Time Chunks: It’s Not How Much You Have, It’s How You Chunk It!

productivity Oct 28, 2016

No matter how many new technological innovations are created to improve our efficiency and productivity, there are still just 24 hours in every day. Time Chunks is a new way to open up more time.

This limitation leads to missed business, deadlines, and opportunities. It also results in feelings of guilt and inadequacy, and a huge amount of stress. And while you can’t add more hours to the day, you CAN make better use of the hours you have.

It’s called time chunking, and it’s a whole new way of looking at your day. Begin by assessing which of your tasks need “solid” chunks of time and which need “spilt” chunks.

Solid Time Chunks
If time chunking is going to work for you, it’s imperative that you book these solid time blocks in your schedule and protect them from distractions or things that seem urgent but aren’t.

Here are the two types of tasks to reserve for your solid time chunks:

1. Big Thinking. Tasks that need a running start and that require creative or strategic thinking, such as planning and writing. Each time you stop and start these tasks, you lose time as well as thinking power.

2. Production Line. Any task that follows the same sequence of steps each time. For example, processing emails, paying bills, invoicing and shipping tasks can be handled much more efficiently if you get them all done at once. All the tools you need are in front of you and you’re “in the groove” of that particular task. Use a checklist to guide your work.

Split Time Chunks
This is “found” time, such as waiting on hold or in line, traveling by public transportation, or if you arrive early for a meeting. Keep a list of tasks you can do wherever you are. Important note: Be sure to have a system in place for transferring information back to your desk, computer or project folder if you’re working remotely.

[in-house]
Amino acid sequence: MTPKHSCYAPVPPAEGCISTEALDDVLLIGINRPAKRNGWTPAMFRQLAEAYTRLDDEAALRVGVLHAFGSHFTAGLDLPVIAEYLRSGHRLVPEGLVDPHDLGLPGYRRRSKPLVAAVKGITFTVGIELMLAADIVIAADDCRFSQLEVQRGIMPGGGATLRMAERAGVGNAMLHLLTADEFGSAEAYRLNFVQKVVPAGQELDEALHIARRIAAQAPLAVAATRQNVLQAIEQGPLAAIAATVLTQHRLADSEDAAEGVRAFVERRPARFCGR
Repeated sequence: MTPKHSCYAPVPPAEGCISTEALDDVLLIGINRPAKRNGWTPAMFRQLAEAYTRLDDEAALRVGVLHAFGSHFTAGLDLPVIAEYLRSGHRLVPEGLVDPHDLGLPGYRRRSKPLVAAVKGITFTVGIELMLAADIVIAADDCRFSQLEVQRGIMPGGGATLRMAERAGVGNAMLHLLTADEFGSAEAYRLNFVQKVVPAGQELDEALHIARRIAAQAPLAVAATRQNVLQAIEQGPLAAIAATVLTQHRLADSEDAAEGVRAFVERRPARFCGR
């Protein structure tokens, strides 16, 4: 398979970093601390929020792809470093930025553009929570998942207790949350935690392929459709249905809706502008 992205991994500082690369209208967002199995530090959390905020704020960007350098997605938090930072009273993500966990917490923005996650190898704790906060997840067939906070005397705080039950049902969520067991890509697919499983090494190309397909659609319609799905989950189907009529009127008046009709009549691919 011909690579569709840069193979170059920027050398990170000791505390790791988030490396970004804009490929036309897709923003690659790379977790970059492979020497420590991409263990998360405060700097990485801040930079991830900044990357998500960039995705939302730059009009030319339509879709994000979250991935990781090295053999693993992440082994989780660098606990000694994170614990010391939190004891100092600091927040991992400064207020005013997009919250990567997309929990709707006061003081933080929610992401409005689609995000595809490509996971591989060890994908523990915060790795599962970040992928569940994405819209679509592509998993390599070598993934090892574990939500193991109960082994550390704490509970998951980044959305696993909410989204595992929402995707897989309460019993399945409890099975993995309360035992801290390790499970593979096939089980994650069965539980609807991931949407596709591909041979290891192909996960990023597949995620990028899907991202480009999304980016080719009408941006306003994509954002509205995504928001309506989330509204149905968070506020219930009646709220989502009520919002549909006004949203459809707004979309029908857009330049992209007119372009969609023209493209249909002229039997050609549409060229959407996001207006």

Here’s what you can check off your list during your split time chunks:

1. Project Details. For example, booking or confirming a meeting time or picking something up from the printer. Phone calls and brief email responses (that you identified when you “processed” your email during a solid time chunk) also fit into this category.

2. Miscellaneous. Tasks that may not be associated with a specific project but still need to get done, such as ordering office supplies or replying to general inquiries and customer service requests.

When you do the right task in the right chunk of time, you’ll be amazed at how much more productive you are! Your “to do” list will get shorter, you’ll enjoy more peace of mind and you’ll stop wasting time trying to recapture your creative flow.

Tony Robbins published a great article on the same theme.

Author’s content used under license, © Claire Communications

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